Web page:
Preserving pavement is something we’ve been writing about since 1985 – long before “pavement preservation” was in vogue – because we’ve always covered pavement maintenance. After all, isn’t everything done to maintain pavement also an effort to preserve it? And when contractors encourage customers to establish long-term pavement management plans isn’t that an effort to preserve pavement?
So for years we’ve encouraged contractors to try to help their customers preserve their pavement because maintenance is an investment that can help a pavement last longer. We’ve focused on cracksealing, sealcoating, remove-and-replace patching and overlays – all along emphasizing that maintenance and repairs must be both timely and appropriate to the pavement defect to be cost-effective ways to extend pavement life. We’ve encouraged infrared from its introduction to the industry, and tackled other maintenance approaches – slurry seal, micro surfacing, chip seal – as important options that can be used to preserve pavement.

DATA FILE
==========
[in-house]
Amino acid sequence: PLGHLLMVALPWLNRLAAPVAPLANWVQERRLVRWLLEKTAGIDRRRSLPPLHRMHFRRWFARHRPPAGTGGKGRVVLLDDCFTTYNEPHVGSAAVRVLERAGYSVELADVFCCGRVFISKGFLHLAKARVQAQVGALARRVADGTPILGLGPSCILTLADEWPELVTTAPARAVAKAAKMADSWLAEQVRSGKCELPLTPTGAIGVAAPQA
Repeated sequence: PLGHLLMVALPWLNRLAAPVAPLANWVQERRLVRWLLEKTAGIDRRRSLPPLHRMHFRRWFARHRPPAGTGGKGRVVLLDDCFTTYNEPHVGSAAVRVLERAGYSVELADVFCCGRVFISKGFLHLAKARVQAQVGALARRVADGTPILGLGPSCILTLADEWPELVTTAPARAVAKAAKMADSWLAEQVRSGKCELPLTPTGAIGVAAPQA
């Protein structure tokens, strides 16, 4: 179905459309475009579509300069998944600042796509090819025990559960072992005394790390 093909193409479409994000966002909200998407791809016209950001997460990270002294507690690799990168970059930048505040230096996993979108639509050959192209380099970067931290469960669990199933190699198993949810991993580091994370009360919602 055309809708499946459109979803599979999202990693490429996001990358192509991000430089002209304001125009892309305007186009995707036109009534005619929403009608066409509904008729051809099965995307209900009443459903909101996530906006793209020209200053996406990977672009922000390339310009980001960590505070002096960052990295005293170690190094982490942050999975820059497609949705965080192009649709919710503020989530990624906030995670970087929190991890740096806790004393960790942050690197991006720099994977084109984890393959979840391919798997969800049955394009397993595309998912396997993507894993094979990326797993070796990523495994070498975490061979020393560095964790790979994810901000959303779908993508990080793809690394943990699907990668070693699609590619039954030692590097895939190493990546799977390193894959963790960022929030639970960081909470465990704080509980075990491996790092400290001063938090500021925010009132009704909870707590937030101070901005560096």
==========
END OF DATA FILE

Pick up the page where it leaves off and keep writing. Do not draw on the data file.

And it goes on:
So in this annual Pavement Preservation issue you’ll find articles on increasingly utilized pavement preservation options (page 16), a job story (page 20) where Slurry Pavers in Virginia turned to full-depth reclamation combined with RAP and micro surfacing to construct their own parking lot, and a Special Report (page 24) looking at how contractors have come to rely on their infrared equipment.
It’s great that cities, states, the federal government and property owners and managers have accepted that the better they maintain their pavement in a timely and appropriate manner the longer that pavement will last – and the more they will get out of their pavement investment over the long haul.
That your customers understand and accept that, and that they rely on contractors as experts to help them extend pavement life, is a credit to your efforts to teach them and bodes well for the future of the pavement maintenance industry.